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GDP growth revised down from 2.5% to 1.9%

Scottish growth to be lower as oil price slump takes toll

HospitalityGrowth in Scotland has been curtailed mainly by the oil price slump which has forced the economy to diverge from wider UK growth trends, according to the latest Economic Commentary from Strathclyde university’s Fraser of Allander Institute.

On the back of the report’s generally bearish tone the Institute has revised its growth forecast downwards and one of the authors urges the Chancellor to rethink his tax credit cuts and the Bank of England to keep interest rates at the present level.

While construction has held up because of public infrastructure spending, the huge service sector has suffered particularly from the effect of lower oil prices seeping into the onshore economy.

This picture is reversed across the UK: the service sector is the main driver with construction weakening.

The authors of the report, which is sponsored by PwC, say domestic demand continues to be boosted by low inflation, net immigration, low interest rates, and some pick up in wages and earnings.

But they warn that actual and potential threats to this growth remain. Further austerity measures planned by the UK Government are a key factor as well as continuing high levels of household debt, which for some households paying a variable interest rate will become an increasing burden if rates rise in the near future.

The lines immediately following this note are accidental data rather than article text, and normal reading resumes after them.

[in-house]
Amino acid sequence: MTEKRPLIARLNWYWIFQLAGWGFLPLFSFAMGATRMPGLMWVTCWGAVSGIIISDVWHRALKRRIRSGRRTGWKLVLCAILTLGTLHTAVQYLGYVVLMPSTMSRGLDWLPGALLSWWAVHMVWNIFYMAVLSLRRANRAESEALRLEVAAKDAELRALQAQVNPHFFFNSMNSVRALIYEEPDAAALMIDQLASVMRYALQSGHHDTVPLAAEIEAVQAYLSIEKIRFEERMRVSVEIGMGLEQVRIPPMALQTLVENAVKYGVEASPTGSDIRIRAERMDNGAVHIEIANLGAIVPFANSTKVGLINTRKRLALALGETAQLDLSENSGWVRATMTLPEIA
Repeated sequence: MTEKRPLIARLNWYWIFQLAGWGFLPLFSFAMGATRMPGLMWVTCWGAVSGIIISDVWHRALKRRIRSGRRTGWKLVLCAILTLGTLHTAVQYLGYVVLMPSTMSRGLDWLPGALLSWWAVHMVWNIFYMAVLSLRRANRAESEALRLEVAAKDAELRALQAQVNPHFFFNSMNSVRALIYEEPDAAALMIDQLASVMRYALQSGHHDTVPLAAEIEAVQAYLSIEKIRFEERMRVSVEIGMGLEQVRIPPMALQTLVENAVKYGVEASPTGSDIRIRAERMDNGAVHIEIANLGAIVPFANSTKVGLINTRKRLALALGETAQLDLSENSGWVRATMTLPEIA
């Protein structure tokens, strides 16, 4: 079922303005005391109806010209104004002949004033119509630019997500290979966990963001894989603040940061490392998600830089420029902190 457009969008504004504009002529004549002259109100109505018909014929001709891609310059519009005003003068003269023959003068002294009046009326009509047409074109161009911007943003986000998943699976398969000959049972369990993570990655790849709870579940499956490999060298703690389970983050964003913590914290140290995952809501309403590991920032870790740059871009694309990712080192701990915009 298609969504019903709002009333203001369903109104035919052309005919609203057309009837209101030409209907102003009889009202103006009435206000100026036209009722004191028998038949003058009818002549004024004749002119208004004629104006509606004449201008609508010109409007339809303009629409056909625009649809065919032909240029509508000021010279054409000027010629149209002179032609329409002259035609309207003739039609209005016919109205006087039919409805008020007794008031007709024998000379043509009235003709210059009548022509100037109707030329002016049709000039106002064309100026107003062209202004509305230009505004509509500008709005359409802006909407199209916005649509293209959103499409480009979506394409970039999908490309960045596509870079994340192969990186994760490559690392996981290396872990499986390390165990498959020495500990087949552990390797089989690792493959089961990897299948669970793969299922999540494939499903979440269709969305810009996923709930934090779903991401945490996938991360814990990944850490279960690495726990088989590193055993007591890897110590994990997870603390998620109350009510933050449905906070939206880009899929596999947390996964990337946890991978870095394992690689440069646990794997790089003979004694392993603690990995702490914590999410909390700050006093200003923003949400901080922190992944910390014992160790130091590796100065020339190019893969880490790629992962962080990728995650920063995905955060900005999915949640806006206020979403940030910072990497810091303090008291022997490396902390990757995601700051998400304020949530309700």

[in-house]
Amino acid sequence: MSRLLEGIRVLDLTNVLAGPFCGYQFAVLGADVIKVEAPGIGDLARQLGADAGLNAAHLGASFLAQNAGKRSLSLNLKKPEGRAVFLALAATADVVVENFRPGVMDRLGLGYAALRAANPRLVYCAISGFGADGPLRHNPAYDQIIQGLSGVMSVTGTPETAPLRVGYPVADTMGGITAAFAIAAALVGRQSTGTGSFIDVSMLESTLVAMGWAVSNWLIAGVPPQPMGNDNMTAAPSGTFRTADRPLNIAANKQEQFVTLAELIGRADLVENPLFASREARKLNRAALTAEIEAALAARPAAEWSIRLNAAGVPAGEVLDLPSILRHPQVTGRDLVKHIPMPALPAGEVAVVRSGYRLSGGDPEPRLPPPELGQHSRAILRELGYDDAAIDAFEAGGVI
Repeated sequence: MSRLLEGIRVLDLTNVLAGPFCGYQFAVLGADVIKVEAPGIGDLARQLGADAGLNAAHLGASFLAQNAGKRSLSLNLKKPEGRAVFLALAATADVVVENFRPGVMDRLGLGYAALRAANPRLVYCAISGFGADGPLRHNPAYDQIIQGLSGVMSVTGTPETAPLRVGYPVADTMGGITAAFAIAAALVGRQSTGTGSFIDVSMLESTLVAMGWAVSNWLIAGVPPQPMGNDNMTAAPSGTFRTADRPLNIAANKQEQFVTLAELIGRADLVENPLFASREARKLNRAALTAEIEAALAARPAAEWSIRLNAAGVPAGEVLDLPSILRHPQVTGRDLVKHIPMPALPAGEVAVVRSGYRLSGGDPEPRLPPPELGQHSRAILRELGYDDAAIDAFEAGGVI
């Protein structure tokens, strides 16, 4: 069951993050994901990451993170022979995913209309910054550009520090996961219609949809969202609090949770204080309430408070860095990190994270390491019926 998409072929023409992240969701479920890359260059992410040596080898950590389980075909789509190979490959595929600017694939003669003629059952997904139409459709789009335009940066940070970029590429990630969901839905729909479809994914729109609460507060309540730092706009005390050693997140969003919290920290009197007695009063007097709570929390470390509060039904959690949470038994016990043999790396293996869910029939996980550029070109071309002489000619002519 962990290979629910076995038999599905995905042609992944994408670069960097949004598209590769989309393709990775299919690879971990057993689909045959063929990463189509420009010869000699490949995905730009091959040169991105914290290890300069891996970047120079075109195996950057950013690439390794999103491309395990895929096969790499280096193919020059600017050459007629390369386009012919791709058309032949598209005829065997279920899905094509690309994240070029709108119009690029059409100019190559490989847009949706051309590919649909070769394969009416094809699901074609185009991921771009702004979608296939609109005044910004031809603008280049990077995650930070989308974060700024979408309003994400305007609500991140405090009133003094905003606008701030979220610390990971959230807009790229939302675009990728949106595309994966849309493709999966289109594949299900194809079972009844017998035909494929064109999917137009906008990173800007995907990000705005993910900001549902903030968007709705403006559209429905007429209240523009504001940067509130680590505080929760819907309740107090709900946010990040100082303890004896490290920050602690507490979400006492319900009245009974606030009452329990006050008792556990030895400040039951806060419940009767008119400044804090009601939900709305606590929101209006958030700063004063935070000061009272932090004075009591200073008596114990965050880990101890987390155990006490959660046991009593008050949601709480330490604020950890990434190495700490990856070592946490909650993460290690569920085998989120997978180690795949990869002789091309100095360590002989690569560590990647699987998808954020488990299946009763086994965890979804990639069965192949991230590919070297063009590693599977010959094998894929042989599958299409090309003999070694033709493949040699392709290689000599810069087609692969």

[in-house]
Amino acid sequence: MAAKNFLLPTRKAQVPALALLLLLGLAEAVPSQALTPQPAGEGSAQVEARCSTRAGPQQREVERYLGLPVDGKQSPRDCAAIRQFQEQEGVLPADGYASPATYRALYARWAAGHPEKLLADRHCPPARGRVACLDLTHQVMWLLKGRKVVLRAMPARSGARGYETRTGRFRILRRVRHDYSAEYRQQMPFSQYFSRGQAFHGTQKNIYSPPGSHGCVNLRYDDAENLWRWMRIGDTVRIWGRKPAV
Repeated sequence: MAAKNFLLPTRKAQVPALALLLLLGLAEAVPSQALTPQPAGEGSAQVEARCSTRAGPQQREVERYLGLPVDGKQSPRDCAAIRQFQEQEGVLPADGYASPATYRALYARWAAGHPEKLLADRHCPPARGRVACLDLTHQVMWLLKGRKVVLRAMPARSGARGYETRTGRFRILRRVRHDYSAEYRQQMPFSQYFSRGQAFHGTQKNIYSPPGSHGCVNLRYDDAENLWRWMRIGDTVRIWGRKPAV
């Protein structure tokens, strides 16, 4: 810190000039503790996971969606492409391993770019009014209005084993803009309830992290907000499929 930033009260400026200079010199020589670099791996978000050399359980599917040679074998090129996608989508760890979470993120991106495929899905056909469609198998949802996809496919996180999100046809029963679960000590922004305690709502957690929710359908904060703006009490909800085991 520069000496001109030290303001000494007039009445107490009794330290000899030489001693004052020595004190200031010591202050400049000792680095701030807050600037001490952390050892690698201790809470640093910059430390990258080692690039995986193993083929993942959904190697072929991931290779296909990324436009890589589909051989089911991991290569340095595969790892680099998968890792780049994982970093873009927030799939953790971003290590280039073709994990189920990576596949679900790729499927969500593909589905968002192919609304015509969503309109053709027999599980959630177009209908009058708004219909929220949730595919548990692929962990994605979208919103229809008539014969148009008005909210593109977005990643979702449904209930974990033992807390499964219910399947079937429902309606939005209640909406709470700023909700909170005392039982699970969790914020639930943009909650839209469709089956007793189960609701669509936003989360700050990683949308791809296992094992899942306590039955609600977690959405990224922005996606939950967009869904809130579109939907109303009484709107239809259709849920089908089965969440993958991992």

Analysis in the latest commentary also causes the Institute to express concern about Scotland’s weak productivity and poor export performance, which it suggests could have long-term growth implications.

Brian AshcroftBrian Ashcroft (right), Emeritus Professor of Economics at the University of Strathclyde, said: “With growth slowing right across the UK and especially in Scotland, now is the time for the Chancellor to rethink his cuts to tax credits and for the Bank of England to continue to hold rates.

Scotland’s weak productivity and poor export performance necessitates that the Scottish Government tackle these issues more directly if it is to raise the long-term growth rate of Scotland’s economy.”

Paul Brewer, PwC Government and Public Sector leader in Scotland, said:

“While it is encouraging to see Scottish Government’s ongoing focus on infrastructure investment and hard evidence of the positive impact this is having on our construction industry, unless this is sustained over a long period of time there is a risk we will become increasingly exposed to shortfalls in the service sector.

“Productivity is also key to future economic success and it’s vital that issues such as enhancing skills, particularly in relation to Scotland’s core and emerging sectors, and innovation are addressed if we are to see any meaningful and sustained uplift.

“We are also seeing the effects of the low oil price manifesting themselves across other onshore sectors from engineering to hospitality – this is no longer the preserve of the oil and gas industry. Indeed, our latest UK hotel report noted a double-digit fall in occupancy levels and revenue per room across Aberdeen in the year to July 2015.